PERMANENT INKSTAIN FOR LEIF PICOULT

This is what you've done, each Week. I arrange the rows in reverse chronological order, because there are some Losers, and they know who they are, who check up on my points-awarding every Week.

But I would just like to reiterate that such checking up is not a problem for me. I have said many times that each Loser's enlightened self-interest is my best QA.

If you wish to see what your ink was, refer to the Master Contest List or search All Invitational Text. Remember that Types I, P, some H, and sometimes A are seen "above the Report" -- that is, if they are listed here for Week 7777, for example, they will be found in text files or images of Week 7777. Everything else will be found in a "Report" section of a file two, three, or four weeks later; 7781 in this Example.

If you see any error, please let me know, elden.carnahan@gmail.com.

Key to Ink Types:

WKTITLESYNOPSISINK TYPES
1452 As the Word Turns "Discover" a word or multiword term that consists of adjacent letters -- in any direction or several directions, up, down, back, forth, diagonally -- in the provided grid, and provide a humorous definition. H W
1451 Could have said it worse ourselves Give us a humorously bad "first draft" of a famous line from history, literature or entertainment. H
1447 Give it to us straight Take any sentence from an article or ad in any publication (print or online) dated July 29 through Aug. 9, 2021, and intepret it in “plain English". H
1446 Clue us in -- and we spill the beans Write novel clues for as many as 25 answers in the provided grid, across or down, first substituting your own letters for any covered ones. 4 H
1442 Same difference, or missing links Choose any two (or more) items from the utterly random list above and say how they're different, alike or otherwise linked. H
1439 Vowel Movement: The Musical Choose a song title; remove all the vowels; then add back as many vowels as you like to create a new title, and describe the song. You might also provide a line or two of lyrics. H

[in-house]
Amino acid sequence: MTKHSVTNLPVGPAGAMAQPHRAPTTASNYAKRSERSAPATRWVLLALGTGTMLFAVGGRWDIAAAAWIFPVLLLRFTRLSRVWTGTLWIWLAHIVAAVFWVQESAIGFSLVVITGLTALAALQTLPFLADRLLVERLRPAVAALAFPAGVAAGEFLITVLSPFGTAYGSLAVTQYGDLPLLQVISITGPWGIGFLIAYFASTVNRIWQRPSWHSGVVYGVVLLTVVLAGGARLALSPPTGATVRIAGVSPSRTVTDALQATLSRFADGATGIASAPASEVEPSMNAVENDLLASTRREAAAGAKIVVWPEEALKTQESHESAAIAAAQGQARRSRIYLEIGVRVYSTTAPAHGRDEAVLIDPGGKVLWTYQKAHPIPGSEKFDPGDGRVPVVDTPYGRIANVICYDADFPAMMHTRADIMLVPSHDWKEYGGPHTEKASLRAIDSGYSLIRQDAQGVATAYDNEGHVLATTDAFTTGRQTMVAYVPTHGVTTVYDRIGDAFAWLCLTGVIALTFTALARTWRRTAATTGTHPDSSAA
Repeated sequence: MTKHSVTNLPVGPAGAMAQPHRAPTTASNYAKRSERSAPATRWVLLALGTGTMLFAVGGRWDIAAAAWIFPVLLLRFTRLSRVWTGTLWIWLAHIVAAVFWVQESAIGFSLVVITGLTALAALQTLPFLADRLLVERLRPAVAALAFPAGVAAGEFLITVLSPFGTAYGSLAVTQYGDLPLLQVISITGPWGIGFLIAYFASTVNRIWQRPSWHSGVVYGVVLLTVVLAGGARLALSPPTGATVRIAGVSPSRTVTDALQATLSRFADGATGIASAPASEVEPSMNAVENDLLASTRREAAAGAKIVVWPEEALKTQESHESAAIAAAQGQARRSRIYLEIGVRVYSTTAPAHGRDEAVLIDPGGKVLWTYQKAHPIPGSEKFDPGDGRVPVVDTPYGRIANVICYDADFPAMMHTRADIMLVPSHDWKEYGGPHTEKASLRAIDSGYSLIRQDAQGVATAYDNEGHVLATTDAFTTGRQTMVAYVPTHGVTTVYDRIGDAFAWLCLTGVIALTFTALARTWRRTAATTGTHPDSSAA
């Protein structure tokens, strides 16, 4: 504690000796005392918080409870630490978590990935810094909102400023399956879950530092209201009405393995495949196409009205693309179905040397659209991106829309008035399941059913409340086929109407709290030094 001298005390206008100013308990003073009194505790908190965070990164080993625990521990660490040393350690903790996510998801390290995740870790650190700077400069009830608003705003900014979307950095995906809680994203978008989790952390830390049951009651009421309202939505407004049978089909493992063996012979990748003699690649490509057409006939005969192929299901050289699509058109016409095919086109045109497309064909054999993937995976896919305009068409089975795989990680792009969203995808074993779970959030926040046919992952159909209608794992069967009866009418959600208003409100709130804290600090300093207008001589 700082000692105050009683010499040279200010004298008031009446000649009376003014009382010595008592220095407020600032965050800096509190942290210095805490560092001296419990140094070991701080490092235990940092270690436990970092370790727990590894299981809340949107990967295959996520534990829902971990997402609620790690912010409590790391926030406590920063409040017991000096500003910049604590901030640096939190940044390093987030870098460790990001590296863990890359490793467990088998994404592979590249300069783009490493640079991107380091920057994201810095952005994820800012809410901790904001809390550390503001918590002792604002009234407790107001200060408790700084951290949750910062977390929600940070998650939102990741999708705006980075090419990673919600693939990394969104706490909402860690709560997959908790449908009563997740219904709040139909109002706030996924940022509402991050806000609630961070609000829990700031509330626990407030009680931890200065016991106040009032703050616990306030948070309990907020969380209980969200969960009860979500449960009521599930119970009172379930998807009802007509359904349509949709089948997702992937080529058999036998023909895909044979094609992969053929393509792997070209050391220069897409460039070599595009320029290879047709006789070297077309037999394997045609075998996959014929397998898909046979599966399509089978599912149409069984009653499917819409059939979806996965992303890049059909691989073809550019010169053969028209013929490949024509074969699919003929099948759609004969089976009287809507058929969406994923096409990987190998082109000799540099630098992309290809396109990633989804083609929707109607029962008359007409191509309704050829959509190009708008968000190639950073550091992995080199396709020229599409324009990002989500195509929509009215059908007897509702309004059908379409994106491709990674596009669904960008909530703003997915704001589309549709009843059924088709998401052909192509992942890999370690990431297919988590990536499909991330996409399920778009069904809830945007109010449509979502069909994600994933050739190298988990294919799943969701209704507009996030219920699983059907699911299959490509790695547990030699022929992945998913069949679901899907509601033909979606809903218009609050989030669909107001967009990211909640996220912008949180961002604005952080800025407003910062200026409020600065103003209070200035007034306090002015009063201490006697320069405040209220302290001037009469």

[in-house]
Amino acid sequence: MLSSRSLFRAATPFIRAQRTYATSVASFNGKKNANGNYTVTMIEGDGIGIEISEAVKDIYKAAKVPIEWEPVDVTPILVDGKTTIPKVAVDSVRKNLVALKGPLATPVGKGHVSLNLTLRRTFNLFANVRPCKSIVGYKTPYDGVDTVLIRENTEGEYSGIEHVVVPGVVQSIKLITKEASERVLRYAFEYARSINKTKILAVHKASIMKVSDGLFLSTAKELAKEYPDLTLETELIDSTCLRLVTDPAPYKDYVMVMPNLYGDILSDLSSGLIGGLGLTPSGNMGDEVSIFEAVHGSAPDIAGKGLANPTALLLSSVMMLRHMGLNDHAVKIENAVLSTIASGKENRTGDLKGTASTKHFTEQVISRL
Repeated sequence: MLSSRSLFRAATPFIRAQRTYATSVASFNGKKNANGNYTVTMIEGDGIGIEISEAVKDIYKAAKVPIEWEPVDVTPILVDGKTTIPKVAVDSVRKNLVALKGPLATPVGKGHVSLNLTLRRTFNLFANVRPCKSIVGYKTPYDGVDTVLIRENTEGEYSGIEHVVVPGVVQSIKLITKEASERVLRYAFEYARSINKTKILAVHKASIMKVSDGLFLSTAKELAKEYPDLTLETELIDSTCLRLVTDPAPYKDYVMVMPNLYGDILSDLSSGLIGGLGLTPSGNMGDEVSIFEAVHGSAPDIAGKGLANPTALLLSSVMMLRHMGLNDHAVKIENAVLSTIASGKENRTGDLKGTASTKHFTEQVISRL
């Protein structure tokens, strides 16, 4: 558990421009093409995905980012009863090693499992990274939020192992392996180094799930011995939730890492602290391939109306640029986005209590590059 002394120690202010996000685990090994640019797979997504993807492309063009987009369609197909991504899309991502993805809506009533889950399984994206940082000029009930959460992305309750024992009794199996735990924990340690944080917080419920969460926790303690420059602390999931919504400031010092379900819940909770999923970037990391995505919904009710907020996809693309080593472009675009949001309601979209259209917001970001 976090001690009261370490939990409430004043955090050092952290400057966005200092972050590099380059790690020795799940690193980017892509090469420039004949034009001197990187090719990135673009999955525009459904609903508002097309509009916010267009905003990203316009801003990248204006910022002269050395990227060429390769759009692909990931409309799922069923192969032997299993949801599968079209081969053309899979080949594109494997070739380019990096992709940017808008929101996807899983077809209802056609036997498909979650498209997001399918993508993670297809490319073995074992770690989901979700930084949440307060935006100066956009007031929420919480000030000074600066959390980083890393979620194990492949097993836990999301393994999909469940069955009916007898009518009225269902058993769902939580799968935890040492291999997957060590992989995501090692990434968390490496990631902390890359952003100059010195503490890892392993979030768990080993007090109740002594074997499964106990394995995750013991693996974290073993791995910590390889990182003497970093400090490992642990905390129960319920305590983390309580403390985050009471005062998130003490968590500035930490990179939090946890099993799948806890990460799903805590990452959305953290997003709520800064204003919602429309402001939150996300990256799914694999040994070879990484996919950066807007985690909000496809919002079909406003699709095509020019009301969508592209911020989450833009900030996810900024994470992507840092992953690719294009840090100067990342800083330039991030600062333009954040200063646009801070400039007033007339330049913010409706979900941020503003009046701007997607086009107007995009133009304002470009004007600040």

1437 One-offs: A 'typo' neologism contest You're a fat-fingered typist: Change a word, name or phrase by either adding or substituting one letter that's adjacent (in any direction) to the original one on a regular QWERTY keyboard, or by doubling the correct letter. H
1433 Questionable Journalism Choose any sentence (not a headline!) in an article or ad in The Washington Post or another publication dated April 22 through May 3, and write a question it might humorously answer. H
1431 The On-Our-Way-Back Machine Tell us how (in some funny way) things will be different as we emerge from the pandemic. H H H
1428 The Tile Invitational VIII Create a five-, six-, or seven-letter word (or phrase) by scrambling the letters of any of the provided sets and define it. H
1425 Picture this -- a caption contest Write a caption, either descriptive or in dialogue, for any of the provided cartoons. H
1413 We're finna give you some new words Write a poem of eight lines or fewer featuring one or more of the provided terms. The terms must be used as they're defined in the new m-w.com listing. H
1401 How hai? A joke-haiku contest Write a joke (roughly) in the "It's so xxx" genre as a haiku. H

MOST OF YOUR INK

Here is, I hope, most of your ink to be found in the All Invitational Text list. I have to find these with what are called regular expressions, which is a method used in a lot of programming languages to find and modify certain text strings in larger corpora. Basically I look for something like this:

"Report From Week 758"

or

"And from The Style Invitational four weeks ago . . ."

and then some text, your name, and your town, arranged in this familiar way:

"GlaxoSmithKline: I have six kids named Chesterfield, Winston, Lark, BensonHedges, Doral and Kool. If I name my new baby Nicorette, can I get a free coupon for your products? (Jennifer Hart, Arlington)"

I don't catch everything, but I believe I find 90%.

Unlike in the table to the left, I've arranged these in chronological order, so you can see how your humor matured, like a forgotten cheese deep in the walls of an old house. You started out, perhaps in Year 1, sending in riddles you sort of remembered from grade school, and now look at ya, ain't you Dorothy Parker.





[still working on this ...]